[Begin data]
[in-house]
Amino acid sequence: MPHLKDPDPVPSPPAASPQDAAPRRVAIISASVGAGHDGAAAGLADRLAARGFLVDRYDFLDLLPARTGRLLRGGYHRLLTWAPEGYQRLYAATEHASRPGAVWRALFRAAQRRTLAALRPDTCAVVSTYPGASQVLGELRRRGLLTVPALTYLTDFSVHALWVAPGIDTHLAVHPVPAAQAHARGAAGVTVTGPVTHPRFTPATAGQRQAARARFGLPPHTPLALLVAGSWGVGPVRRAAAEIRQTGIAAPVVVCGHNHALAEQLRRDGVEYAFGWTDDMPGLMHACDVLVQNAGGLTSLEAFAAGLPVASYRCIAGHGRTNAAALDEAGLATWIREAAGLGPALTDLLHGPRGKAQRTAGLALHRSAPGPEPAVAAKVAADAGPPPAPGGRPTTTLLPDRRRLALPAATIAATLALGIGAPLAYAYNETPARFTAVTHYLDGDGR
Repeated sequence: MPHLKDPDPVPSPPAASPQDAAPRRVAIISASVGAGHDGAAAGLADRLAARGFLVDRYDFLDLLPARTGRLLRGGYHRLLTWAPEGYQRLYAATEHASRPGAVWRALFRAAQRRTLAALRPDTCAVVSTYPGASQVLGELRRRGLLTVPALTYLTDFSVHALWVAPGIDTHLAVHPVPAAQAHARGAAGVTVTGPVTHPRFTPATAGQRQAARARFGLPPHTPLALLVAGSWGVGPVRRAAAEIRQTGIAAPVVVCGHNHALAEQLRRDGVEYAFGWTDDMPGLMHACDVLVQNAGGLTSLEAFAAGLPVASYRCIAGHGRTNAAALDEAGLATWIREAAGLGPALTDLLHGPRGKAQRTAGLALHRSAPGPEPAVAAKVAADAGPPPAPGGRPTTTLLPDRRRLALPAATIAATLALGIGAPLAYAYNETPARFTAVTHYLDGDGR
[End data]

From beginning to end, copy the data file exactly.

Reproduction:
[in-house]
Amino acid sequence: MPHLKDPDPVPSPPAASPQDAAPRRVAIISASVGAGHDGAAAGLADRLAARGFLVDRYDFLDLLPARTGRLLRGGYHRLLTWAPEGYQRLYAATEHASRPGAVWRALFRAAQRRTLAALRPDTCAVVSTYPGASQVLGELRRRGLLTVPALTYLTDFSVHALWVAPGIDTHLAVHPVPAAQAHARGAAGVTVTGPVTHPRFTPATAGQRQAARARFGLPPHTPLALLVAGSWGVGPVRRAAAEIRQTGIAAPVVVCGHNHALAEQLRRDGVEYAFGWTDDMPGLMHACDVLVQNAGGLTSLEAFAAGLPVASYRCIAGHGRTNAAALDEAGLATWIREAAGLGPALTDLLHGPRGKAQRTAGLALHRSAPGPEPAVAAKVAADAGPPPAPGGRPTTTLLPDRRRLALPAATIAATLALGIGAPLAYAYNETPARFTAVTHYLDGDGR
Repeated sequence: MPHLKDPDPVPSPPAASPQDAAPRRVAIISASVGAGHDGAAAGLADRLAARGFLVDRYDFLDLLPARTGRLLRGGYHRLLTWAPEGYQRLYAATEHASRPGAVWRALFRAAQRRTLAALRPDTCAVVSTYPGASQVLGELRRRGLLTVPALTYLTDFSVHALWVAPGIDTHLAVHPVPAAQAHARGAAGVTVTGPVTHPRFTPATAGQRQAARARFGLPPHTPLALLVAGSWGVGPVRRAAAEIRQTGIAAPVVVCGHNHALAEQLRRDGVEYAFGWTDDMPGLMHACDVLVQNAGGLTSLEAFAAGLPVASYRCIAGHGRTNAAALDEAGLATWIREAAGLGPALTDLLHGPRGKAQRTAGLALHRSAPGPEPAVAAKVAADAGPPPAPGGRPTTTLLPDRRRLALPAATIAATLALGIGAPLAYAYNETPARFTAVTHYLDGDGR